In memoriam. Stuart Kenneth Hargreaves, DVM, 1946-2012. The humanist veterinarian from Zimbabwe who was committed to the improvement of animal health in Africa
Foot and mouth disease
DOAJ:Agriculture and Food Sciences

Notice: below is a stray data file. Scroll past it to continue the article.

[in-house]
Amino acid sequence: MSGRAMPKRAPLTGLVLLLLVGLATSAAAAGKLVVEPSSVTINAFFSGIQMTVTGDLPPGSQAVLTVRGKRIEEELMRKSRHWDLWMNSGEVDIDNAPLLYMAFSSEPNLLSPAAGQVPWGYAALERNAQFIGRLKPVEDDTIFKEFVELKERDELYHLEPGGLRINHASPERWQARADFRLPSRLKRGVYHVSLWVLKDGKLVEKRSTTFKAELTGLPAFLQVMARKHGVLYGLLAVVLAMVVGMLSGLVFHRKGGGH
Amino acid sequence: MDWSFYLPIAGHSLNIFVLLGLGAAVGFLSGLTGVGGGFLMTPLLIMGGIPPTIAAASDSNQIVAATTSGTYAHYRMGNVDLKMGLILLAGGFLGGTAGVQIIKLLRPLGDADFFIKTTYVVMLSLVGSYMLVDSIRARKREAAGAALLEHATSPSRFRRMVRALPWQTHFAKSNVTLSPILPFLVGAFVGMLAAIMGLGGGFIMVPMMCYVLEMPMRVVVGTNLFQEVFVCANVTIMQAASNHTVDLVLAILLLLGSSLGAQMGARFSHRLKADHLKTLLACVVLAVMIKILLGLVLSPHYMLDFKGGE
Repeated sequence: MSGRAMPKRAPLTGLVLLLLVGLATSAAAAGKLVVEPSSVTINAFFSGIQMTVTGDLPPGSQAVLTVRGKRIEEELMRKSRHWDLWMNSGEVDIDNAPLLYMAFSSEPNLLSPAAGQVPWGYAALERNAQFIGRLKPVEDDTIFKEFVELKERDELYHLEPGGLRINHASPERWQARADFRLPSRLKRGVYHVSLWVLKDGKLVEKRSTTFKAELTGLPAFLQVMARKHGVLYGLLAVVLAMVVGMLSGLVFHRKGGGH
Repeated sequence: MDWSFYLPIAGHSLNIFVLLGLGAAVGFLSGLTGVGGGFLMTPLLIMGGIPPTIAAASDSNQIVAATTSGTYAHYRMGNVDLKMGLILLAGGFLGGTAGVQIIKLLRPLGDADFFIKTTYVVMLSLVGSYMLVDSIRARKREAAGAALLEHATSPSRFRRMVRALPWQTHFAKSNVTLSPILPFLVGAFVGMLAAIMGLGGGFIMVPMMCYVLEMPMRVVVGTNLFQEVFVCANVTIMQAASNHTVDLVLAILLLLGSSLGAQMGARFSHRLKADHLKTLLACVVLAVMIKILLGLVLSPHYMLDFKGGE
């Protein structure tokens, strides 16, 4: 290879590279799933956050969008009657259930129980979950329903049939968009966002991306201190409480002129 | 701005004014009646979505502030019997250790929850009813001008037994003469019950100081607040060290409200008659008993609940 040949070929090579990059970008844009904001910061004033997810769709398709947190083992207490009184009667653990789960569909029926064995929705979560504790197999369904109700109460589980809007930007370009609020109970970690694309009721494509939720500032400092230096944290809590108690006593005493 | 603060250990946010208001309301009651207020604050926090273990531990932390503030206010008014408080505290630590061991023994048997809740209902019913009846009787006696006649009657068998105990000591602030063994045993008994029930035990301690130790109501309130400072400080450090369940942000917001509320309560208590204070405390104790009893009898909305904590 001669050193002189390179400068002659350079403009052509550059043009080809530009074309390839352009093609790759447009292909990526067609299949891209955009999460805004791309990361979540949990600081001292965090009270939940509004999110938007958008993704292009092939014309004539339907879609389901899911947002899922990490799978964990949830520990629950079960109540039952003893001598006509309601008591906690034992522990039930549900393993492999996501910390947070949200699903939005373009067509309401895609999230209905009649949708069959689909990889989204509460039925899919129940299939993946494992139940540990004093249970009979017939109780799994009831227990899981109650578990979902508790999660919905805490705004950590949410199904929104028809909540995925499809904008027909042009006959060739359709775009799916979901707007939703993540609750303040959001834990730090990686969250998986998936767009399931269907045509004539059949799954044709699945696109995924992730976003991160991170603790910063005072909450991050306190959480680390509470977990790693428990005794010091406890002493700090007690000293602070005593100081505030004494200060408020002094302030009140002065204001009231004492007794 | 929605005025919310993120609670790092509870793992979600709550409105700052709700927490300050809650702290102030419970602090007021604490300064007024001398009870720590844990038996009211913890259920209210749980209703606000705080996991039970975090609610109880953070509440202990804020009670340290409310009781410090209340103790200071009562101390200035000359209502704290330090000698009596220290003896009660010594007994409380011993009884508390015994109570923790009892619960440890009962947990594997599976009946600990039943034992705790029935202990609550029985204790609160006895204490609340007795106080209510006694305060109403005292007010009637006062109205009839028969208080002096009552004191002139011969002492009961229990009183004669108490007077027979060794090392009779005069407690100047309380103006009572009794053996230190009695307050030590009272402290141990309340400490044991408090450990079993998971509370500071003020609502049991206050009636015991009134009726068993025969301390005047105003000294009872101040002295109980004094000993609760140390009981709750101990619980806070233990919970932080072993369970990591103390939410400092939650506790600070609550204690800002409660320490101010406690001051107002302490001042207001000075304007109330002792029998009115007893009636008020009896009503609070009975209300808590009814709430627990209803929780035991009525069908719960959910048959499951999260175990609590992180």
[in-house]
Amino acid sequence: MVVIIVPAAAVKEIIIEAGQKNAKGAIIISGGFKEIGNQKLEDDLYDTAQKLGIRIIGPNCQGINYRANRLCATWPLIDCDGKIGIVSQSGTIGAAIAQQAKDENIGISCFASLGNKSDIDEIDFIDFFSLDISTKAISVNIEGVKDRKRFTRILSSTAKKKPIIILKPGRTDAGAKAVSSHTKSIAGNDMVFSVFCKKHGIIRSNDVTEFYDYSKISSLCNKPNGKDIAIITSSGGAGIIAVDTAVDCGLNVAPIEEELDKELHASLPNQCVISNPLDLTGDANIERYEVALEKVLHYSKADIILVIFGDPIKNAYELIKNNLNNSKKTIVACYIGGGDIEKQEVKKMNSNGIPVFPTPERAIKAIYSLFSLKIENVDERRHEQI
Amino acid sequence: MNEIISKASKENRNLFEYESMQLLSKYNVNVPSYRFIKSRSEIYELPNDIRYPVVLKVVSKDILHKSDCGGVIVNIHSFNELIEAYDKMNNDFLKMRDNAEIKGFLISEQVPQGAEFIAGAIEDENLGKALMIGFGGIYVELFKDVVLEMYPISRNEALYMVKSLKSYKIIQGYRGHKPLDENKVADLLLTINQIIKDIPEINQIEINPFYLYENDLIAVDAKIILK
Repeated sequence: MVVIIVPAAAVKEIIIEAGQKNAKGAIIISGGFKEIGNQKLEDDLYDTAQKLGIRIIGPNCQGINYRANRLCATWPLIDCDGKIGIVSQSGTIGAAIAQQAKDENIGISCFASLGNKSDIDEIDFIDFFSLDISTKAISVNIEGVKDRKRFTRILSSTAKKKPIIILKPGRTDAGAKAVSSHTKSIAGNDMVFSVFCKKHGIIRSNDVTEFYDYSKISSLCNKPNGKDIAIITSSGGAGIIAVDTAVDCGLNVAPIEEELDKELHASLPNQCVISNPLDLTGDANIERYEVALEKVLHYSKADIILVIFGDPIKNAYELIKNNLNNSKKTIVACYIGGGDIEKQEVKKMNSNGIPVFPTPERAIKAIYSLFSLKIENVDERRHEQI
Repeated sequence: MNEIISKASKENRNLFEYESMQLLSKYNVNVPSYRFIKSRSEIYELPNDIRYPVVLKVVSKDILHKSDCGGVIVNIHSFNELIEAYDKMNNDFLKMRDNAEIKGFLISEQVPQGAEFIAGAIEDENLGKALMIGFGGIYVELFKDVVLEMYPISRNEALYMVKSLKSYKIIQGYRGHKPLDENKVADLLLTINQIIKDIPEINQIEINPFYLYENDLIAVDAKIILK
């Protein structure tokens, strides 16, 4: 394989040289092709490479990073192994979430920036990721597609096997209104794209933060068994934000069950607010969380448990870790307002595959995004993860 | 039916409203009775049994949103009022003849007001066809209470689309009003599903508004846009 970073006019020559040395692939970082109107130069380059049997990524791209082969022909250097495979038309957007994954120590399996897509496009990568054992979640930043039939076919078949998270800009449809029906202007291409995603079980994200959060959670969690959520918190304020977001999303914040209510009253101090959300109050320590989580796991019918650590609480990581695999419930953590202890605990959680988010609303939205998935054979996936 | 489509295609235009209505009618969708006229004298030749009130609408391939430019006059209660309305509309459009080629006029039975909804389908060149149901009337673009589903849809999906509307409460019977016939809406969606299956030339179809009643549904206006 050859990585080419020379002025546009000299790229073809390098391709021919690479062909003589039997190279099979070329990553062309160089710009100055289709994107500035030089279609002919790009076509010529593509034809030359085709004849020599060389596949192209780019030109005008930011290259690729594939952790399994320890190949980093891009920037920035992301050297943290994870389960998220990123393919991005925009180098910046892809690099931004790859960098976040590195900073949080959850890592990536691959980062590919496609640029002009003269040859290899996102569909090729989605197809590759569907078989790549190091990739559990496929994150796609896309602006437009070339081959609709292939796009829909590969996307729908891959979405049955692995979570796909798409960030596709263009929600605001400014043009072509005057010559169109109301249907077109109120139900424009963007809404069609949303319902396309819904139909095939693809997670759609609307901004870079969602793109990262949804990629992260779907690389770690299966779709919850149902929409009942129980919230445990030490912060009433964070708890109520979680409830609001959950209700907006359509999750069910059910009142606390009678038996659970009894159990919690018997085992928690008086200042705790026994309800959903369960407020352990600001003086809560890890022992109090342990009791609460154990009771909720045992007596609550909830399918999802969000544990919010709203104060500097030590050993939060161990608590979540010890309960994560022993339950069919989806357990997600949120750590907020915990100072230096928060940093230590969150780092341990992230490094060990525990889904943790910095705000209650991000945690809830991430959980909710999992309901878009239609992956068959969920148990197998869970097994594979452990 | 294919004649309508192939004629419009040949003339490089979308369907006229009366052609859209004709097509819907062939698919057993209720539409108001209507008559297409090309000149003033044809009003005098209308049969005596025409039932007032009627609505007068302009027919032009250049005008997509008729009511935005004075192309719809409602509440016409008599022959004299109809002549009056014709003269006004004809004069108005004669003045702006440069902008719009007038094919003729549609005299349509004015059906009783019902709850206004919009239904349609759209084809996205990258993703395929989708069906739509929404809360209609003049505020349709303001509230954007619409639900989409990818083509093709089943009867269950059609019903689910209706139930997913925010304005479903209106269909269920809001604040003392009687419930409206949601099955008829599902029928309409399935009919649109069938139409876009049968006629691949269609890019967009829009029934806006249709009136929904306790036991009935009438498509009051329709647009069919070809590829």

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AbstractZimbabwe Society for Animal Production Gold Medal Award for outstanding contribution to the livestock industryJ F Kapnek Charitable Trust Award for exceptional managerial commitment to the Zimbabwe Veterinary Journal and contributions to the veterinary professionCommercial Farmers’ Union Farming Oscar for outstanding contribution to the livestock industry and in particular ensuring continued beef exportsResearch Council of Zimbabwe award for distinguished contribution to the agricultural sector in the service of ZimbabweOIE Meritorious Medal, 20112011 World Veterinary Day Commemorative Award from Fellow Veterinary Professionals of Zimbabwe for many years of committed service to the Zimbabwe Veterinary ProfessionNational Liberation War Hero of ZimbabweStuart Kenneth Hargreaves was born in Salisbury, Southern Rhodesia, on 6 August 1946. He attended Routledge and Prince Edward schools in Salisbury. After studying at the University of Natal, South Africa, he graduated in veterinary medicine at Onderstepoort (University of Pretoria) in 1970. He passed away on 28 August 2012 in Harare, Zimbabwe.He devoted his entire career to Zimbabwe’s Ministry of Agriculture, initially as a field and provincial veterinary officer (1971-1983: Zvishavane, Bindura and Harare), then Deputy Director (1983-1988) and Director (1988-2002) before being promoted to Principal Director, Livestock and Veterinary Services (2002-2012). He held this position from its inception until his death. He acted as Permanent Secretary within the Ministry of Agriculture on numerous occasions.Dr Hargreaves untiringly defended and argued for the countries of Africa on the international animal health stage and contributed to securing the voice Africa now enjoys in international animal health debates. He was ahead of the times in a number of areas, for example in vigorously defending, with others, the commodity-based trade principle. The success of this approach demonstrated that products could be traded safely from Africa and other developing countries and provided a case example for use internationally.He was particularly skilled in the management of infectious diseases (such as foot and mouth disease [FMD] and rinderpest of cattle) which can have serious repercussions on national economies and also on the livelihood of small farmers. His observations and knowledge influenced the elaboration of standards for certain diseases, moving them from a ‘risk-free’ approach, often favoured by developed countries, to a more facilitative and sensible ‘risk managed’ approach to support trade and marketing.His dedication to the management of animal health in southern Africa, and in Zimbabwe in particular, was widely recognised. There are few who would approach the breadth and depth of his professional competence, vision and initiative.In Zimbabwe, he dealt with all major animal health problems, including FMD, rabies and anthrax. He was instrumental in the creation of the Tsetse and Trypanosomiasis Control Branch which led to Zimbabwe being recognised as a Centre of Excellence for tsetse fly control in the region. He personally pioneered investigations into the role of FMD carrier cattle in the epidemiology of the disease; the result of his work has had a major impact on FMD control strategies in the region and internationally. He was responsible for taking charge of a massive outbreak of FMD in 1978 that was eventually controlled after the cessation of hostilities in Zimbabwe in 1980. His involvement in the control and eradication of FMD from Mashonaland in this outbreak must rank as outstanding. He was considered an authority on the disease internationally.In Zimbabwe, Dr Hargreaves also had personal responsibility for the design and establishment of wildlife conservancies resulting in land utilisation improvements in arid regions, wildlife health and disease control (thereby also contributing the tourist industry), improvements to legislation, introduction of a residue testing programme for exported meats, promotion of on-farm assurance schemes to improve food safety, introduction of a cattle identification scheme in a large country with very limited resources, institutional reforms, establishment of community-based animal health workers and the strengthening and development of links between the public sector and the livestock industry, the highly successful introduction of sustainable cost recovery for services delivered, revolving funds and core functions analysis, diagnostics, research and veterinary public health. He also participated in animal health and veterinary services consultancies in different countries.He provided guidance and training for less experienced staff after Independence in 1980 on all veterinary issues. He provided leadership, always encouraging a harmonious and constructive approach. Dr Hargreaves was always generous with his time, knowledge and expertise. His ethics were recognised by all; he saw beyond age, status, race, colour, creed and religion.Dr Hargreaves and others were asked to establish a curriculum for the new Faculty of Veterinary Science at the University of Zimbabwe in 1981. In the first ten years of its existence, graduates from the Faculty achieved almost a 100% success rate when writing the Royal College of Veterinary Surgeons examinations. The level of tuition remains high to this day.His work also included involvement with all other countries in the region and internationally. In 1984, Zimbabwe received approval to export beef to the lucrative markets of the European Union. Under the authority of Dr Hargreaves, Zimbabwe increased its export quota to these markets until 2001 when civil indiscipline and uncontrolled movements of livestock brought exports to an end. He upheld his country’s veterinary services in the face of adversity and profound economic turmoil.He had a love and an enduring commitment to the country of his birth. Even in the darkest of times, he always supported agriculture and the improvement of the socio-economic well-being of his country.Dr Hargreaves was the President of the Regional Commission for Africa of the World Organisation for Animal Health (Office International des Épizooties: OIE) from 1995 to 1997 and was elected for four consecutive three-year terms as one of the five members of the standard-setting International Terrestrial Animal Health Code Commission from 2000 to 2012. He was an OIE expert for the evaluation of veterinary services and conducted study tours to evaluate the delivery of veterinary services in Africa, the Americas, Asia, Europe and Oceania. He established himself in a short period of time as someone to listen to, bringing to the fore the lessons and experiences of animal health issues in Zimbabwe and influencing the development of OIE standards and guidelines. His approach resonated with other developing countries, not only in Africa but in other parts of the world, arguably leading the current more active intellectual involvement of developing countries in the OIE which had, until then, been somewhat dominated by the developed nations.The advice of Dr Hargreaves as a Member of the Editorial Board of Veterinaria Italiana was always greatly valued.An area where he stood heads and shoulders above the rest was his exceptional people skills. He was admired and respected by people from all walks of life. He had a relaxed and unassuming nature, despite his notoriety.As a friend, Stuart’s honesty, loyalty and sincerity were of the highest order. His humour was second to none. He was often the life and soul of social gatherings and one would know that Stuart would never be far from where the laughter was loudest; he had a wide array of fun stories and comical experiences of his own; the manner in which he told them was exceptional and will be remembered by all who knew him.Stuart was athletic and played for Mashonaland Under 20 and Natal Under 20 rugby teams as a hooker. During his student days, he was an outstanding long-distance runner and competed in many races in the Transvaal. His passion for sport continued throughout his life, particularly for rugby.Stuart will be remembered as a humanist and someone of great humility, integrity and modesty.